With each one, I need to find a balance. Believe it or not, very few of my students have studied a single story from Greek myth (most were stunned to find out that Disney's Hercules had little resemblance to the original story, since that was their only previous encounter with Greek myth), and while more of them have experience with some Native American stories (since we live in the Northwest), virtually none have read any stories from Africa or China.
And I find myself researching each system to the nth degree, reading reams of books on geography, typical community values, beliefs, monetary systems, and other associated elements, but I don't want to overload the students with too much information so that they end up drowning in it instead of digesting any of it. I also don't want to stereotype cultural assumptions, especially since different tribal and geographical communities had different ideals and accepted precepts.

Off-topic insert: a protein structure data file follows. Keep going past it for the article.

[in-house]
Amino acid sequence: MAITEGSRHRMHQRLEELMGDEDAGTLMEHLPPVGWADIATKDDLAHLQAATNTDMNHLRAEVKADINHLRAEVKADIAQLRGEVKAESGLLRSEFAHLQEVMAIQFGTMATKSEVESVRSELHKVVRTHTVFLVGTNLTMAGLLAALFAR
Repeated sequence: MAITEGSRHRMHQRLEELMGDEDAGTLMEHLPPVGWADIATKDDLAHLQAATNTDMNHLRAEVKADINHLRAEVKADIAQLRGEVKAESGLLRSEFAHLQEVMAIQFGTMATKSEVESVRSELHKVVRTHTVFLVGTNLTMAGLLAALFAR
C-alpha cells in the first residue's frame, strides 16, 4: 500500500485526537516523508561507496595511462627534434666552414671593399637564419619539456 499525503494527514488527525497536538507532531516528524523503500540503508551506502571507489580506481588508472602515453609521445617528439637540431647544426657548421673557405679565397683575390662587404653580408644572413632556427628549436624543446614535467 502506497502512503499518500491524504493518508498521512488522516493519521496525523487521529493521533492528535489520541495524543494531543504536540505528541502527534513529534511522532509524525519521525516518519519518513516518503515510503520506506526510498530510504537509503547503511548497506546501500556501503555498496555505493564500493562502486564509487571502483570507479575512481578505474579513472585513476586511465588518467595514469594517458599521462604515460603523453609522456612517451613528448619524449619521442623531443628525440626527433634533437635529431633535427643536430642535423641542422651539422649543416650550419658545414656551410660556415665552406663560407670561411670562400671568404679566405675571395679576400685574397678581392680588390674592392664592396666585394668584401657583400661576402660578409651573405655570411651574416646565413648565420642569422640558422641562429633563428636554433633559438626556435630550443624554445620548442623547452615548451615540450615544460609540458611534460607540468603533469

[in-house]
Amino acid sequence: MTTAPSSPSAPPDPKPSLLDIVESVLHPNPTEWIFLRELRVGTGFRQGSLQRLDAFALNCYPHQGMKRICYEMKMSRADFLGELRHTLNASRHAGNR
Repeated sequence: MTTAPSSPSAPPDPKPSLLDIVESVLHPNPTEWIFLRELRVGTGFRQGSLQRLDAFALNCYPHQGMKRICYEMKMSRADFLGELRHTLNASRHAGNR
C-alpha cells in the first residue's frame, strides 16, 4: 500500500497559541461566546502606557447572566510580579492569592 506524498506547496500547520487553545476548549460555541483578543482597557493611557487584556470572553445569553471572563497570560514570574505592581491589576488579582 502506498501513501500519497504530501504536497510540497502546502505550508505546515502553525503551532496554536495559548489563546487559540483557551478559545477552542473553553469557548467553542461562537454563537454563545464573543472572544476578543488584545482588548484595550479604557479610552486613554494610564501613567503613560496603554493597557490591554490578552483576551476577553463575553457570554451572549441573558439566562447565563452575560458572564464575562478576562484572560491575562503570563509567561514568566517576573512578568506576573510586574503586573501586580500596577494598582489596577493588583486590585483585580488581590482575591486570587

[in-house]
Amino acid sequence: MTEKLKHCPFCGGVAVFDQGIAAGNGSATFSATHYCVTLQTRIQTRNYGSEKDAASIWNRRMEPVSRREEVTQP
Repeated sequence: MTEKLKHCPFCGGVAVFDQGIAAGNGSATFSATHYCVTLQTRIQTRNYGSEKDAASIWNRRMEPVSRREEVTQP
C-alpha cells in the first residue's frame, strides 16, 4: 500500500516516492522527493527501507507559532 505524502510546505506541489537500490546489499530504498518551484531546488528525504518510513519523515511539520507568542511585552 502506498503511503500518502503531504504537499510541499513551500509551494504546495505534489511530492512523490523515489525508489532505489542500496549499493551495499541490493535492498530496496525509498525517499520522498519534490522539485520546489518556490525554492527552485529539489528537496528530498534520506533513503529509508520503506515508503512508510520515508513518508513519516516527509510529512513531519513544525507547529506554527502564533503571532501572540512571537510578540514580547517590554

At the same time, an understanding of major belief or cultural systems is necessary for deciphering some of the tales. In fact, the stories themselves serve as good examples for illustrating some major ideas. For instance, several stories in our Chinese myth text explain and contrast Confucianism with Taoism, allowing students to see both major tenets of each belief system and how the two philosophies compare and in some ways argue with each other. I only have a few weeks to let students explore all of this, however, so I have to balance dealing with the stories fully and giving background so that students can see each story's cultural significance.
Perhaps, at this point, my goal should be meaningful exposure. Let the students read, research, and find what they can, while (hopefully) encouraging them to continue their reading once class is over. I find, with each set, though, that I wish I could spend the whole semester on it. I love each one, for different reasons, and I am always sorry when a particular section must come to an end.
I only hope this dabbling into myth inspires students to examine their own mythic system, examining it for its sources and influences... and even assumptions. That might be the most meaningful exploration of all.